If you follow me on Facebook, Twitter on Instagram, you already know I conquered 32 kilometres on Sunday.
I’m still baffled by this. I look at this picture and wonder if I was dreaming and my Garmin produced imaginary data.
Yes, my knee and IT band are still achy and I am still wobbly, but I’m improving – even after running this massive distance. I am amazed and so grateful for medical advice, treatment and the glory that is New Shoes.
Let’s back up a bit. Much has happened since my last post. I ran 3.5 km that night and felt OK.
Thursday: I continued with my physio exercises (bridge and clam shell – here’s a link from a random website), ran 6 km on the treadmill then found a couple short videos on YouTube for stretching and strength exercises for runners.
I also saw my family doctor to get a referral for physio, so I can get insurance coverage. She was very supportive of my running goals and also wrote me a prescription for Naproxen, an anti-inflammatory similar to Aleve.
Friday: I returned to physio and learned a few more exercises for core stability. Had more acupuncture and hot/cold therapy. The physiotherapist wasn’t too keen on me taking the Naproxen. Why mask the pain with medication when we could work on strengthening and fixing the problem directly? I agreed (thinking I’ll fill the prescription anyway, because those things could come handy after the 32 km I had planned for the weekend).
New exercises I learned included lunging with one foot balancing on a stability ball; walking backwards on a treadmill (activating those glutes) and doing side shuffles on the ‘mill, working on keeping my body in alignment.
After work I headed down to Alex Coffin’s Fitness Shop to pick up some new kicks. I wanted the exact same pair of Brooks Glycerin because I love them so much. But I knew mine were worn out.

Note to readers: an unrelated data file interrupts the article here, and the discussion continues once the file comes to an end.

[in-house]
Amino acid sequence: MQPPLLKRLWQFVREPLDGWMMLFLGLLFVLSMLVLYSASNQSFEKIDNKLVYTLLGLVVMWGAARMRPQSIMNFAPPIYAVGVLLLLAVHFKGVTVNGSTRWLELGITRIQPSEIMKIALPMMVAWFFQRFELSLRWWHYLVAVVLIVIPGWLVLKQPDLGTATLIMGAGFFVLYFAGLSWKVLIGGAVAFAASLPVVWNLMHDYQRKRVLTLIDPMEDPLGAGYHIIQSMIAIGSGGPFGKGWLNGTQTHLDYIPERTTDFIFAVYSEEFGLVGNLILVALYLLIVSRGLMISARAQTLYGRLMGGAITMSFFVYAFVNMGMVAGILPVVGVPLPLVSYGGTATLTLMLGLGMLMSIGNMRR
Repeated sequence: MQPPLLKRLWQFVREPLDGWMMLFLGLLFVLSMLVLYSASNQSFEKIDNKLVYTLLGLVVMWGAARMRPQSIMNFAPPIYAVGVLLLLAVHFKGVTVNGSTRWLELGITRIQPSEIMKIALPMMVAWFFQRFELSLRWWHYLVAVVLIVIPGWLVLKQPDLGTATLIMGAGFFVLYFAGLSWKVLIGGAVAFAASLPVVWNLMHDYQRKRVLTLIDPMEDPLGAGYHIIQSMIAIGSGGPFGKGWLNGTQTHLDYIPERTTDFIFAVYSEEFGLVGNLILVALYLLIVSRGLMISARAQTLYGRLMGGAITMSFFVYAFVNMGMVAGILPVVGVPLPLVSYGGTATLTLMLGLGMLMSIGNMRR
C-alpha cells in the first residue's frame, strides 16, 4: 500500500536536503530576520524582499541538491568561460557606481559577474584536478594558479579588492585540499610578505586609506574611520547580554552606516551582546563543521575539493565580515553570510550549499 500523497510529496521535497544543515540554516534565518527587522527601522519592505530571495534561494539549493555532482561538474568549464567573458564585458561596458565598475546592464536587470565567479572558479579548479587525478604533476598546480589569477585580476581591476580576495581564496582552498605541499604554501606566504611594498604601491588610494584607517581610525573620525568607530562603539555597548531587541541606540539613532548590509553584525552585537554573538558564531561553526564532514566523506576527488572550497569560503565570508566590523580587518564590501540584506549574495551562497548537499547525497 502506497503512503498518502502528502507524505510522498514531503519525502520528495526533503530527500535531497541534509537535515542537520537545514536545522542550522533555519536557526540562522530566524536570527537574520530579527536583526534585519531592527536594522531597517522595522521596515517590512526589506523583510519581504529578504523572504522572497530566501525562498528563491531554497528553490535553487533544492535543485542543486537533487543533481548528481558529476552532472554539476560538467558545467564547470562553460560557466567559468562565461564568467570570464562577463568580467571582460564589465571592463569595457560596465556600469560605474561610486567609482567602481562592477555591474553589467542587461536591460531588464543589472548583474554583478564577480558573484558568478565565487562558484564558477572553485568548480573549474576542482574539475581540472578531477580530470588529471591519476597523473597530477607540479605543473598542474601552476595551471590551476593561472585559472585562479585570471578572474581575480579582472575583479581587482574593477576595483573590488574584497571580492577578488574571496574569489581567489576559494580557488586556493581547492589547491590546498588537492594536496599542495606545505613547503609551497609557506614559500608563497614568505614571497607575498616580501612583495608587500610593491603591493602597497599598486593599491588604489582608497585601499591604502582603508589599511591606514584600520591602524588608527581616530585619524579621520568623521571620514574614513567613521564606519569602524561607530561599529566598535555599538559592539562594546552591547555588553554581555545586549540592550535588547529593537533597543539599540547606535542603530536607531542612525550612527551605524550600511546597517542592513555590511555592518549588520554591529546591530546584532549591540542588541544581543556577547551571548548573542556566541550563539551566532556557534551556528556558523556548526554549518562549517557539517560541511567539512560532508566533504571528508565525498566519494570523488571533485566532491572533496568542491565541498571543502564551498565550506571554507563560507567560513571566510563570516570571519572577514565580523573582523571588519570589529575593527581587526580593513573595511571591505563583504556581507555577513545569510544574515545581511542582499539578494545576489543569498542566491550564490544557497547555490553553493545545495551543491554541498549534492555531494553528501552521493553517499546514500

Alex was notably alarmed when he saw the state of these shoes (which I only purchased last November). He suggested my form is likely off, and I’m probably not following through on my stride. I’m also clearly putting the most pressure on the outside of my foot, especially on the right side.
I left Alex’s store very pleased with my new shoes – I got black – but worried my old ways would be tough to fix this far into my training.
I came home and after putting Silas to sleep, I tackled another 6.5 km on the treadmill, plus more strength and stretching.
Saturday: Rest day but no sitting. Chasing a toddler around a few stores, then house cleaning. I ate as many carbs and drank as much water as humanly possible. Also a beer. Seriously, before bed I ate a whole Kit Kat bar and a bowl of Raisin Bran. (The shame!)
Sunday: I woke up feeling like I had a big exam. I was so scared to tackle 32 km. I had the blessing of my medical professionals, and I had really been running all week (though the runs were short), but I still had my doubts. I told Mark to stay by the phone. I fully expected I wouldn’t get much farther than 10 km before he got a call.
I struck out with a mixture of fear and determination in my belly. I held my posture high and tried to keep in mind all the tips I had heard from Alex and Rob (my physiotherapist) over the past week. I mentally focused on keeping my core strong. I thought about taking off from my big toe.
My knee and IT band were achy but the pain was very mild and I could run through it. Just knowing that running through that sensation without forcing any longterm damage helped push me along.
I tried to stay in a positive mindset. And amazingly, after the 10 km mark (my mental breaking point, or so I thought), I realized I could do it. I felt warmed up and I felt strong. I had lots of energy (so much sugary goodness coursing through me). I just took it slow and kept going.
By the time I hit the 20 km mark, I called home so my husband wouldn’t worry. Turns out he didn’t expect to come get me at all. He had better faith in me than I did.
Before long, I was more focused on fatigue and a dull numbness in my feet that comes along with long distance running (at least for me) than I was that ache in my knee. In fact, it was barely noticeable.
Could it be that the run actually made me better?
I have no idea, but since then, my pain has definitely not become worse.
I came home from Sunday’s run, had my first ever ice bath (equally dreadful and wonderful) and drank a protein smoothie.
Monday was a rest day but I did yoga and my physio exercises. Today I got up early and ran 5 km. All feels good!
Three weeks to go until marathon day. Fingers crossed this was only a blip in my training.